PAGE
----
Ask Amy: Millennial wonders if 'thank you' is too old-fashioned
The rules have not changed. The “rule” being that when people extend themselves through acts of kindness, they should be thanked.
Some people snap a photo or video and post their thank you on social media as a public gesture of thanks – and in this Instagrammy world, this also has the added social benefit of reminding their followers that the giver is generous, but also that the recipient is “so blessed!” (and deserving). This is somewhat show-offy, but it is what people do.
Others will text or call.
But the handwritten note remains the gold standard of gratitude-expressing.
Being told, “You didn’t have to do that!” is vastly different from, “I wish you hadn’t done that!”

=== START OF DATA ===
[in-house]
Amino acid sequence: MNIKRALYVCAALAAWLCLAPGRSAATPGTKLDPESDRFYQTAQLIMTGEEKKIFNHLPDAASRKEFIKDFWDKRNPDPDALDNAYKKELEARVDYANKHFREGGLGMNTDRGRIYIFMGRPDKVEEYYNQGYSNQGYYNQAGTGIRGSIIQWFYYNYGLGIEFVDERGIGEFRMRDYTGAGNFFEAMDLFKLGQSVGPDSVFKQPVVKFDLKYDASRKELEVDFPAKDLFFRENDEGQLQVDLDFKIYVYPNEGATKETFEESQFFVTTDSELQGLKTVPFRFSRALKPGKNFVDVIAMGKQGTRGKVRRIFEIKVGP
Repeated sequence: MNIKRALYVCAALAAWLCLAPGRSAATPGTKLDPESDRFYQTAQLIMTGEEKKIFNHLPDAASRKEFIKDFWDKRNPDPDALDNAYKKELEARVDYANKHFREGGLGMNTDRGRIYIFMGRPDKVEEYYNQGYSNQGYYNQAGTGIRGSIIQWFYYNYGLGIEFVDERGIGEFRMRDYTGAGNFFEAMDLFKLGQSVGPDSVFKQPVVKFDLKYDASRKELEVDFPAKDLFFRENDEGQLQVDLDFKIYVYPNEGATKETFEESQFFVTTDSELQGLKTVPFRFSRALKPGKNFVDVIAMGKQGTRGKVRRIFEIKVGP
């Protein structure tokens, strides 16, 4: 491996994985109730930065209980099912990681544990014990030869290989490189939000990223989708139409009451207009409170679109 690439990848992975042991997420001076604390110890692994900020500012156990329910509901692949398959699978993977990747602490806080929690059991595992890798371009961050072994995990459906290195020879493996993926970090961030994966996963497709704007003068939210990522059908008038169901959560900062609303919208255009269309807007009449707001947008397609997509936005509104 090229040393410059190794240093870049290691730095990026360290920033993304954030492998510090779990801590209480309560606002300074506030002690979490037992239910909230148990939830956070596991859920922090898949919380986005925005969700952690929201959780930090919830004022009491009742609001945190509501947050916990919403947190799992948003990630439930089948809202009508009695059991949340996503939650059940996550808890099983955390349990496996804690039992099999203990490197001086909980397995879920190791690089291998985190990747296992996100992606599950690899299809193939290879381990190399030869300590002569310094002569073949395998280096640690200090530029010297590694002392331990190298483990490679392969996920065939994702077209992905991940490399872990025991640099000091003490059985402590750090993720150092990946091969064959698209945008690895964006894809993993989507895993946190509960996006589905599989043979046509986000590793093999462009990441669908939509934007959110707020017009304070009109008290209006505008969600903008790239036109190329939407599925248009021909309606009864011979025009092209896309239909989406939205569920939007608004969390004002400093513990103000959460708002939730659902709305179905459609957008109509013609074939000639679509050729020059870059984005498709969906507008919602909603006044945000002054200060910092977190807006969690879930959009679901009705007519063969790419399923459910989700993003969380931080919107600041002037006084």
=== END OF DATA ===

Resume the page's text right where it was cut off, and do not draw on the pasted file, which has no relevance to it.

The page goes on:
In a semi-clunky way, your friends are acknowledging your gracious gratitude and the lovely old-school manners that your grandmother drilled into you.
You aren’t embarrassing them – you are inspiring them.
Dear Amy: I have a dear friend who is like a sister to me. We talk a couple of times a week over the phone.
I have a hearing disability in one ear that a hearing aid will not help. Therefore, I do my best to listen carefully and do not have issues with anyone other than this one friend.
She is aware of my situation. However, nine out of 10 times when we talk, she is constantly doing something in the background that would be disturbing to anyone, not just a hearing-impaired person. She's either running the water to rinse off dishes, chopping and running cooking devices such as blenders or mixers, watering plants outside, or chewing and crunching her food in my ear.